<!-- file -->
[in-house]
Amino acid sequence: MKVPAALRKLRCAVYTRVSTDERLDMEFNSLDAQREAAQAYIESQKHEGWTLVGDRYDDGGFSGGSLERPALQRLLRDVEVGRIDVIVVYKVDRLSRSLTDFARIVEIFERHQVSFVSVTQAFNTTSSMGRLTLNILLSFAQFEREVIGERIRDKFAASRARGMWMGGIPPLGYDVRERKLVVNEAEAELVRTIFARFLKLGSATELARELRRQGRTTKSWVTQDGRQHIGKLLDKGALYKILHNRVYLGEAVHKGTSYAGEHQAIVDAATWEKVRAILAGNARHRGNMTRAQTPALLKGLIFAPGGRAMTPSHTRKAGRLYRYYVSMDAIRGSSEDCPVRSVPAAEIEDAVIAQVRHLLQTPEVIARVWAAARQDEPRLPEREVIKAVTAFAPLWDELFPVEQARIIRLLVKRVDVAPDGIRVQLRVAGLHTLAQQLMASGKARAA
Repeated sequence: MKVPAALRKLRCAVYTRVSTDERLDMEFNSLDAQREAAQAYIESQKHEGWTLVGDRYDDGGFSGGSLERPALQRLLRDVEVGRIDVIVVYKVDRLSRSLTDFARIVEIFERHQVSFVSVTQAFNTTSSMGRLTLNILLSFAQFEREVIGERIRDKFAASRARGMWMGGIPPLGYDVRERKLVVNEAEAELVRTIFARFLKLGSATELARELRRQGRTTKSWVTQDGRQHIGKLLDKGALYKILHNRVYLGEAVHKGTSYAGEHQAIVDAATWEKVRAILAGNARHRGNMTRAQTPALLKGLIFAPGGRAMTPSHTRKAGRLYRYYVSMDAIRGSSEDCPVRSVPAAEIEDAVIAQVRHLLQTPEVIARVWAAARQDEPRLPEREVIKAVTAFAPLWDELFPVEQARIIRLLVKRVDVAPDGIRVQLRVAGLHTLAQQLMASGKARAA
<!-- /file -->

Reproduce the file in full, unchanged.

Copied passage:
[in-house]
Amino acid sequence: MKVPAALRKLRCAVYTRVSTDERLDMEFNSLDAQREAAQAYIESQKHEGWTLVGDRYDDGGFSGGSLERPALQRLLRDVEVGRIDVIVVYKVDRLSRSLTDFARIVEIFERHQVSFVSVTQAFNTTSSMGRLTLNILLSFAQFEREVIGERIRDKFAASRARGMWMGGIPPLGYDVRERKLVVNEAEAELVRTIFARFLKLGSATELARELRRQGRTTKSWVTQDGRQHIGKLLDKGALYKILHNRVYLGEAVHKGTSYAGEHQAIVDAATWEKVRAILAGNARHRGNMTRAQTPALLKGLIFAPGGRAMTPSHTRKAGRLYRYYVSMDAIRGSSEDCPVRSVPAAEIEDAVIAQVRHLLQTPEVIARVWAAARQDEPRLPEREVIKAVTAFAPLWDELFPVEQARIIRLLVKRVDVAPDGIRVQLRVAGLHTLAQQLMASGKARAA
Repeated sequence: MKVPAALRKLRCAVYTRVSTDERLDMEFNSLDAQREAAQAYIESQKHEGWTLVGDRYDDGGFSGGSLERPALQRLLRDVEVGRIDVIVVYKVDRLSRSLTDFARIVEIFERHQVSFVSVTQAFNTTSSMGRLTLNILLSFAQFEREVIGERIRDKFAASRARGMWMGGIPPLGYDVRERKLVVNEAEAELVRTIFARFLKLGSATELARELRRQGRTTKSWVTQDGRQHIGKLLDKGALYKILHNRVYLGEAVHKGTSYAGEHQAIVDAATWEKVRAILAGNARHRGNMTRAQTPALLKGLIFAPGGRAMTPSHTRKAGRLYRYYVSMDAIRGSSEDCPVRSVPAAEIEDAVIAQVRHLLQTPEVIARVWAAARQDEPRLPEREVIKAVTAFAPLWDELFPVEQARIIRLLVKRVDVAPDGIRVQLRVAGLHTLAQQLMASGKARAA